Feb 082013
 

Montgomery County DOT has finished mapping out where bike route signs will go on its upper Bethesda route.  Much of the work was just identifying the route.  The county is officially calling it the “Montgomery Mall to Downtown Bethesda route”.  They’ve already completed the design task for two other signed routes, running along the Georgia Ave. corridor and Rt. 29 corridor respectively, and signs are expected to go up this summer. These routes will likely get route numbers if the county adopts a bike route numbering system.

Below is the list of turns, or see the map.

  • Start at Bethesda Avenue/ Woodmont Avenue intersection (a block west of the Capital Crescent Trail)
  • Head west on Bethesda Ave
  • R on Clarendon Road (reverse route uses Exeter Rd)
  • L on Elm Street (reverse route uses Exeter Rd)
  • R on Exeter Road
  • Bear L on Battery Lane
  • Bear R on Battery Lane
  • Bear L on Park Lane
  • Merge onto Custer Road
  • R on Moorland Lane
  • Straight on cut-through path
  • Straight on Grant Street
  • L on Sonoma Road
  • R on Lindale Drive
  • L on Wilmett Road
  • R on Kirkdale Road
  • L on Marywood Road
  • R on Fernwood Road
  • Straight on Westlake Terrace
  • R on Westlake Drive
  • Arrive at intersection of Tuckerman Lane and Westlake Drive

There are some faster variations, but this route has fewer safety issues.

The route signs will look like this one, more or less, with appropriate arrows and destinations:

Planned sign format with destinations and mileage. The word "miles" will be omitted.

Destinations named on signs along the route include:

  • Downtown Bethesda
  • Capital Crescent Trail/Georgetown Branch Trail
  • Bethesda Metro
  • Bethesda Trolley Trail (multiple points)
  • NIH
  • Fernwood Road
  • Democracy Blvd
  • Montgomery Mall
  • Cabin John Regional Park (Westlake Drive entrances)

There were some destination questions, like what do you say on the signs at the start of the route on Bethesda Ave?  There are faster ways to get to NIH or Tuckerman Lane (depending what part).   Cabin John Park has multiple entrances miles apart. A good destination to post would be Rockville (the western side at least) but the signs don’t take you that far.

Southbound, downtown Bethesda is expansive and the Capital Crescent Trail has multiple access points. The signs don’t actually reach the CCT but they will clearly direct you to the Woodmont Ave. access point (and somewhat less clearly to the Glenbrook Rd access point).  Signs at the Woodmont access point are another ball of wax (or can of worms?) and are a task for the future.

The county is funding this signage project as well as the others via a new state bikeway grant program.

  6 Responses to “Bethesda route to be signed”

  1. This Bethesda bike route is very useful, but the triple sign format seems awkward, costly, and outdated, as opposed to integrating all the icons, arrows, and wayfinding information in a single, rectangular sign. It would then be easy to add a small numbered bike route sign at the top, if the route is numbered in the future.

  2. Yes, it would be nice if it could be on one panel together. It is good to have a modular design, though I’m not sure how much difference it makes.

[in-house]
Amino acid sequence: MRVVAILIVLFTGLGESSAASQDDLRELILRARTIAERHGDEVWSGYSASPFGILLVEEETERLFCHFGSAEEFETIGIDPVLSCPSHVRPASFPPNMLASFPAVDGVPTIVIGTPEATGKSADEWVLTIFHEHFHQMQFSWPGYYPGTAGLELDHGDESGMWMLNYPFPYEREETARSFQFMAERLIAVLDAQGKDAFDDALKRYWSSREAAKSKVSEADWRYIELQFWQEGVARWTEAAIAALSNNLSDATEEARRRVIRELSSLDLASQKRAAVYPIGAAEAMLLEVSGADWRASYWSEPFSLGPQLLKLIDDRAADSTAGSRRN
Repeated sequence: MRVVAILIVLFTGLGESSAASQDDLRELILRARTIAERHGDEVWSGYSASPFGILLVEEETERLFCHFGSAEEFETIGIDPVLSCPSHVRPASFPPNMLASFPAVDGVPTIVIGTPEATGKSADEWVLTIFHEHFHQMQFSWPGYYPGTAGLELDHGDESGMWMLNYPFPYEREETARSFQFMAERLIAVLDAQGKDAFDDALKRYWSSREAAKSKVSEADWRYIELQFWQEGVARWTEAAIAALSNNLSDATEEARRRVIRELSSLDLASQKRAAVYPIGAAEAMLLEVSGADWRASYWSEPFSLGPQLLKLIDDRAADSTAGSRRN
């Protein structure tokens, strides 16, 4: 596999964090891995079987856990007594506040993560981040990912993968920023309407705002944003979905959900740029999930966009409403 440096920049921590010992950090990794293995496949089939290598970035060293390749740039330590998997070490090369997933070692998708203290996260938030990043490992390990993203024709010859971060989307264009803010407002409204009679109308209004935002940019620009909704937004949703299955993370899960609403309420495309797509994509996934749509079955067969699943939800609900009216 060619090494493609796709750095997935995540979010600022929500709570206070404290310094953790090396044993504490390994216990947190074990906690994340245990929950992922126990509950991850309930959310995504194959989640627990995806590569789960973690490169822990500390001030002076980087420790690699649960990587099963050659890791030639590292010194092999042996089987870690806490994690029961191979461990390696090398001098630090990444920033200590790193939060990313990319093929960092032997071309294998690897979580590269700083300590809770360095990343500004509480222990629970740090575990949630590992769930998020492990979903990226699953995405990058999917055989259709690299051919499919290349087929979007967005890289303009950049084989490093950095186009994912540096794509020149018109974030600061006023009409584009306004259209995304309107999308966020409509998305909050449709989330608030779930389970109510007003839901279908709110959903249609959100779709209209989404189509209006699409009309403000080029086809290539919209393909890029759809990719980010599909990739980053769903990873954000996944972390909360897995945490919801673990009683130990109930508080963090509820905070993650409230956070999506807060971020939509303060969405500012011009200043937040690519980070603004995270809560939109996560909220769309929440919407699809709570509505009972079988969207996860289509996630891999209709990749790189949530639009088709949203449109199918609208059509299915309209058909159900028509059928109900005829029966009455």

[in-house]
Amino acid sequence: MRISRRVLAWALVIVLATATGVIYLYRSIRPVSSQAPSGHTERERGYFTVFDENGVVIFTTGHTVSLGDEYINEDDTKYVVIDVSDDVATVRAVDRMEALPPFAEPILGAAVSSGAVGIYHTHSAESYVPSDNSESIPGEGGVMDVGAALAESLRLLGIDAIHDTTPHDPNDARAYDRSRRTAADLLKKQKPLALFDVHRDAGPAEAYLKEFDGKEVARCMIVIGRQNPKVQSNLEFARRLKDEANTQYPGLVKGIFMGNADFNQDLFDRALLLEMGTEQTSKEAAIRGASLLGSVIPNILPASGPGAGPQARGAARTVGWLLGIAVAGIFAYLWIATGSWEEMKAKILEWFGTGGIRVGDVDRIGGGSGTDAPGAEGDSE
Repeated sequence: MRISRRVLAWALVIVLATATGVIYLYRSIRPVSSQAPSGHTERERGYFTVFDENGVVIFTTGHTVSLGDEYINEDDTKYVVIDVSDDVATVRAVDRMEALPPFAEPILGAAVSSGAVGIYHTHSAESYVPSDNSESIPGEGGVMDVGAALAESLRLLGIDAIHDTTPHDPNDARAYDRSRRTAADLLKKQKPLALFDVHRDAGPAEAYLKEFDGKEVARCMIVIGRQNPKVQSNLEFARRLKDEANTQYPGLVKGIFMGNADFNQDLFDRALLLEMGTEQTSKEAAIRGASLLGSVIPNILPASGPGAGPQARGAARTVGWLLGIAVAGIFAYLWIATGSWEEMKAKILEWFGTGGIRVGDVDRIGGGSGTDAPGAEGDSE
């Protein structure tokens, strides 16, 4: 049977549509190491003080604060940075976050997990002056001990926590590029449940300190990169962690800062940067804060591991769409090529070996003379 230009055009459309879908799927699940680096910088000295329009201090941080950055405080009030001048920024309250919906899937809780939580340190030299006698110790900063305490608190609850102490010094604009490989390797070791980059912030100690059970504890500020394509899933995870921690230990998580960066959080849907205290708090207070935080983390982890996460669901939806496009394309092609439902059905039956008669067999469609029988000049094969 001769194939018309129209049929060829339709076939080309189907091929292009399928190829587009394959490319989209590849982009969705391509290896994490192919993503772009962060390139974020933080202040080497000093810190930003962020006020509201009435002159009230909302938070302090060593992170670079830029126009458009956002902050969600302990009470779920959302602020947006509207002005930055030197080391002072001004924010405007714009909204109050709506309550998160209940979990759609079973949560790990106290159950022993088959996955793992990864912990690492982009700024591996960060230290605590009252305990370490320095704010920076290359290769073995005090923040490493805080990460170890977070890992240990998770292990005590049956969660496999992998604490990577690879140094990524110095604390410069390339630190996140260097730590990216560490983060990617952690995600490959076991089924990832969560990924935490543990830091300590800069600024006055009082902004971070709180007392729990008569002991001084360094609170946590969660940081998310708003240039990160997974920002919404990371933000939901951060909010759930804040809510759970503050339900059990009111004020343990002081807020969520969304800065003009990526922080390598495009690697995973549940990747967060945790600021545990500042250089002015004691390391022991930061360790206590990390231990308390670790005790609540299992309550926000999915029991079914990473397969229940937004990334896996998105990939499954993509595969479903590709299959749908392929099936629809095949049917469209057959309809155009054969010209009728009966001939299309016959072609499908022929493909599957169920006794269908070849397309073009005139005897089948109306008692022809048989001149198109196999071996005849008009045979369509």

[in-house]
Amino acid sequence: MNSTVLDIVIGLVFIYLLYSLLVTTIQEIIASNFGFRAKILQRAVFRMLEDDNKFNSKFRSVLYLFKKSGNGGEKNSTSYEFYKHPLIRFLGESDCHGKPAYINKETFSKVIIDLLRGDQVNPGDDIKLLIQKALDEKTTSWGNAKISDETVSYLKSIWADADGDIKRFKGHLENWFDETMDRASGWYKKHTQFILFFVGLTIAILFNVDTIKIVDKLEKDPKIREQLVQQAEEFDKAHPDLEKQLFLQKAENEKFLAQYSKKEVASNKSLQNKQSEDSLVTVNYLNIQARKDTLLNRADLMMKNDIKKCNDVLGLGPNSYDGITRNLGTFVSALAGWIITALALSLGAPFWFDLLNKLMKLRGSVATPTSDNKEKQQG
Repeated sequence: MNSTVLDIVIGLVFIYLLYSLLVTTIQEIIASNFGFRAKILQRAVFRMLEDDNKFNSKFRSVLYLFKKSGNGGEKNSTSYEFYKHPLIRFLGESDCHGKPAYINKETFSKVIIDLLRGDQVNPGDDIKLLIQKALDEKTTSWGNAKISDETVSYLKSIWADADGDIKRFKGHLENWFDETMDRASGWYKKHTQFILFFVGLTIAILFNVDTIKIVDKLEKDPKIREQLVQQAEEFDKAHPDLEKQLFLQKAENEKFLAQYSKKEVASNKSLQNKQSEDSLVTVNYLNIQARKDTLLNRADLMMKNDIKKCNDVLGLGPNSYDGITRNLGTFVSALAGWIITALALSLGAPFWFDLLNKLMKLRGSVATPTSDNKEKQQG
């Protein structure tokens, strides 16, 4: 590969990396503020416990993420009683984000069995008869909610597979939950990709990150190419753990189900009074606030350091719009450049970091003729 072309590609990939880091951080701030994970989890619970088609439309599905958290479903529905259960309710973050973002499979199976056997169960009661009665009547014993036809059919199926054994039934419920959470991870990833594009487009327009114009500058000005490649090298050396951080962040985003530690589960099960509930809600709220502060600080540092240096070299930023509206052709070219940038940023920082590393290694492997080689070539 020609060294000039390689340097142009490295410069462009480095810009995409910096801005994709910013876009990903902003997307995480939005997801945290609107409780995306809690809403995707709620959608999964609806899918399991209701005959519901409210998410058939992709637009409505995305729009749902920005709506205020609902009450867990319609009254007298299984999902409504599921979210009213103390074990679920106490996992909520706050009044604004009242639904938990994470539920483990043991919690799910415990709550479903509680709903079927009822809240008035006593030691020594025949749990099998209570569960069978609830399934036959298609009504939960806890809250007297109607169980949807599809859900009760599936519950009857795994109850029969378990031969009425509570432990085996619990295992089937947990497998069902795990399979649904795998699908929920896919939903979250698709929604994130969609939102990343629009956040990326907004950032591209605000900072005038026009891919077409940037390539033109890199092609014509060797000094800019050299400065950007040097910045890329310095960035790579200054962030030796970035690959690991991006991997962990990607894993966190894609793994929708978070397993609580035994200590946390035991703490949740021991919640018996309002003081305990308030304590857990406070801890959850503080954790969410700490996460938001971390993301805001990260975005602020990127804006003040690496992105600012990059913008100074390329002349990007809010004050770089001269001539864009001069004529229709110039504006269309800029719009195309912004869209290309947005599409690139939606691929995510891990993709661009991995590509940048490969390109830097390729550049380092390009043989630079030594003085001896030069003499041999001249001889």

P.S. I’m not sure why your comment required moderator approval. It’s supposed to only require it for a user’s first post.

  3. that route to the mall from bethesda is ugly, boring and BUMPY. there’s nothing of interest and it traverses pasts the homes of SUPER SUPER rich people and their homes..until you hear the roar of the highway….

    these are the same people who oppose anything that promotes social and economic justice. they are all white. they are all booooo-ring. none ride a bike for transport.

  4. Well, I use the route south of Democracy Blvd at least once a week. It’s better (and smoother) than most of the Bethesda Trolley Trail and a lot better than Bradley Blvd or Old Georgetown Rd. (Actually I take Ewing and Roosevelt instead of Lindale & Sonoma, for speed). South of Wilson some of the homes are at filthy Potomac rich levels, while north it’s not quite so bad. I kind like seeing all the garish things people have down with tear-downs as well as the nice architecture of some homes. In any case I don’t own one of them, I just ride past them. The section north of Democracy Blvd isn’t very nice, just trying to get up to Tuckerman at that point.
    P.S. First comment by an individual on this blog is moderated, subsequent comments should not require moderation. Hope that’s working properly.

  5. This route should be called the “Jack Cochrane Trail,” considering that it basically connects your house to downtown Bethesda.

    • We start with what we’re familiar with, right? :-)

      In retrospect, after signing all the destinations and mileages, this probably was not the highest priority route to sign, given the years it will take to sign a dozen very important routes. The Bethesda Trolley Trail combined with Tuckerman Lane is just as fast and has about 20 fewer turns. The BTT is certainly a faster way from downtown Bethesda to NIH. But the BTT is not without its problems near NIH and the route here is useful to get to the Capital Crescent Trail heading to D.C.

      Our next focus for signing will be getting from Forest Glen Rd. and Dennis Ave to downtown Silver Spring, a really important destination where the existing routes being signed leave you hanging. Of course we also need to finish the damned BTT and not get too distracted by signing.

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